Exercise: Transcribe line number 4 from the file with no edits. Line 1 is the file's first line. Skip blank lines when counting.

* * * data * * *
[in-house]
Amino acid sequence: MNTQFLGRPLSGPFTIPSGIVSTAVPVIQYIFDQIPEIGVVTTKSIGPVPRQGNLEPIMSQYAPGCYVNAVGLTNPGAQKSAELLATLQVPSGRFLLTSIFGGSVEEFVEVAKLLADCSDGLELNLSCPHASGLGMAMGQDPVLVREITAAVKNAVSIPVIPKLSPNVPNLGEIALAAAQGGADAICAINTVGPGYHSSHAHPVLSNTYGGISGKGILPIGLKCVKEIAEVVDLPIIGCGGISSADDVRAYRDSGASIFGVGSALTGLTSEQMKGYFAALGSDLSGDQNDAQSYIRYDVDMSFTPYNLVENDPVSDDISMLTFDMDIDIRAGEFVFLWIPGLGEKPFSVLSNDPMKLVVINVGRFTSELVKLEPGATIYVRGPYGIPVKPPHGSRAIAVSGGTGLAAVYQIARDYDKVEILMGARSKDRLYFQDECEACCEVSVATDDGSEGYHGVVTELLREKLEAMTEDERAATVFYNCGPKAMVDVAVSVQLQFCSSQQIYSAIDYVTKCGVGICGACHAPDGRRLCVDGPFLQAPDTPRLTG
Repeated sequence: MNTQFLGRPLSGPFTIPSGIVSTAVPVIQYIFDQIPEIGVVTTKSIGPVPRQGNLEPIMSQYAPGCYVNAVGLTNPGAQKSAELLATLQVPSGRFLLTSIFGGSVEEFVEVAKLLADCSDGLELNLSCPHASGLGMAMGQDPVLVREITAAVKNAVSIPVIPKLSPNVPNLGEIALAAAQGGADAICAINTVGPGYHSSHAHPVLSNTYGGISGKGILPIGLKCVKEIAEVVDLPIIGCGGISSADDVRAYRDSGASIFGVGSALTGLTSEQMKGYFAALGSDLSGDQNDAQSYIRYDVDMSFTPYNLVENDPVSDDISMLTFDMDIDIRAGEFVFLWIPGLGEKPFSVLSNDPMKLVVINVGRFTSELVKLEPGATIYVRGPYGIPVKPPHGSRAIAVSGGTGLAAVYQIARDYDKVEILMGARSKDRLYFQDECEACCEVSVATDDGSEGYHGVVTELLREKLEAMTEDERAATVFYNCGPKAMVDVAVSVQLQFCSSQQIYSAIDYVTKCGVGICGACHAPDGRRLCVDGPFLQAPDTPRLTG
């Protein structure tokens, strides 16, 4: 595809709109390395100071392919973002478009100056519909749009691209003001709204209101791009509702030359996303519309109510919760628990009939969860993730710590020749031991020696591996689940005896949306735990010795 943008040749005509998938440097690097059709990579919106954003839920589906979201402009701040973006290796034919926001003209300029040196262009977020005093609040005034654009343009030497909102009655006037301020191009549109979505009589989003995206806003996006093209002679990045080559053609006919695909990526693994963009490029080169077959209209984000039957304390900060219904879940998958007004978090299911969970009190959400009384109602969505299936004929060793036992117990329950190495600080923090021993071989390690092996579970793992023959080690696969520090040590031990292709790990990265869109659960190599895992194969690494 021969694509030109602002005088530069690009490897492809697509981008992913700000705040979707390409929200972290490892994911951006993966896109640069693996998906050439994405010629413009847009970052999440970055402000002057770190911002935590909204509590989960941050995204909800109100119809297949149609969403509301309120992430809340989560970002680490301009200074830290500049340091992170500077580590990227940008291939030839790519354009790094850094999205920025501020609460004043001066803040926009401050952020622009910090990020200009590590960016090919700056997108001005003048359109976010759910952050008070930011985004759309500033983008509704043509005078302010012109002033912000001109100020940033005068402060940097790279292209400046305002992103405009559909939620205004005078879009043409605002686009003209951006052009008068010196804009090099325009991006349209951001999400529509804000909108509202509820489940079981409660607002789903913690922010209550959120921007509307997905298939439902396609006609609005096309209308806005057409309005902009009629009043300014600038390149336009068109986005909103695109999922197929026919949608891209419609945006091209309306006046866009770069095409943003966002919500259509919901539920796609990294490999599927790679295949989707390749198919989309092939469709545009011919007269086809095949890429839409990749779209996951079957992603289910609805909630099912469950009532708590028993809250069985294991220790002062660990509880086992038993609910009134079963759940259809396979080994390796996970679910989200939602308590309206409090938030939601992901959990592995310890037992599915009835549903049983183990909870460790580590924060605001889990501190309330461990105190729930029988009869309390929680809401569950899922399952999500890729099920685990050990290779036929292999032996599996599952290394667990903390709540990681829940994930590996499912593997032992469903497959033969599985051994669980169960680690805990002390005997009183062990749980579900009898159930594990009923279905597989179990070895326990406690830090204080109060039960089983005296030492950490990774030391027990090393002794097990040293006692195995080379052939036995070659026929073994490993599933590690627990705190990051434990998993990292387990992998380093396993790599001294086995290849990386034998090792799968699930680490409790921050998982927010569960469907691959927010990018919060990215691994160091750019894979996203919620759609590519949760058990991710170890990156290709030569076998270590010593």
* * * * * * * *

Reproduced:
């Protein structure tokens, strides 16, 4: 595809709109390395100071392919973002478009100056519909749009691209003001709204209101791009509702030359996303519309109510919760628990009939969860993730710590020749031991020696591996689940005896949306735990010795 943008040749005509998938440097690097059709990579919106954003839920589906979201402009701040973006290796034919926001003209300029040196262009977020005093609040005034654009343009030497909102009655006037301020191009549109979505009589989003995206806003996006093209002679990045080559053609006919695909990526693994963009490029080169077959209209984000039957304390900060219904879940998958007004978090299911969970009190959400009384109602969505299936004929060793036992117990329950190495600080923090021993071989390690092996579970793992023959080690696969520090040590031990292709790990990265869109659960190599895992194969690494 021969694509030109602002005088530069690009490897492809697509981008992913700000705040979707390409929200972290490892994911951006993966896109640069693996998906050439994405010629413009847009970052999440970055402000002057770190911002935590909204509590989960941050995204909800109100119809297949149609969403509301309120992430809340989560970002680490301009200074830290500049340091992170500077580590990227940008291939030839790519354009790094850094999205920025501020609460004043001066803040926009401050952020622009910090990020200009590590960016090919700056997108001005003048359109976010759910952050008070930011985004759309500033983008509704043509005078302010012109002033912000001109100020940033005068402060940097790279292209400046305002992103405009559909939620205004005078879009043409605002686009003209951006052009008068010196804009090099325009991006349209951001999400529509804000909108509202509820489940079981409660607002789903913690922010209550959120921007509307997905298939439902396609006609609005096309209308806005057409309005902009009629009043300014600038390149336009068109986005909103695109999922197929026919949608891209419609945006091209309306006046866009770069095409943003966002919500259509919901539920796609990294490999599927790679295949989707390749198919989309092939469709545009011919007269086809095949890429839409990749779209996951079957992603289910609805909630099912469950009532708590028993809250069985294991220790002062660990509880086992038993609910009134079963759940259809396979080994390796996970679910989200939602308590309206409090938030939601992901959990592995310890037992599915009835549903049983183990909870460790580590924060605001889990501190309330461990105190729930029988009869309390929680809401569950899922399952999500890729099920685990050990290779036929292999032996599996599952290394667990903390709540990681829940994930590996499912593997032992469903497959033969599985051994669980169960680690805990002390005997009183062990749980579900009898159930594990009923279905597989179990070895326990406690830090204080109060039960089983005296030492950490990774030391027990090393002794097990040293006692195995080379052939036995070659026929073994490993599933590690627990705190990051434990998993990292387990992998380093396993790599001294086995290849990386034998090792799968699930680490409790921050998982927010569960469907691959927010990018919060990215691994160091750019894979996203919620759609590519949760058990991710170890990156290709030569076998270590010593």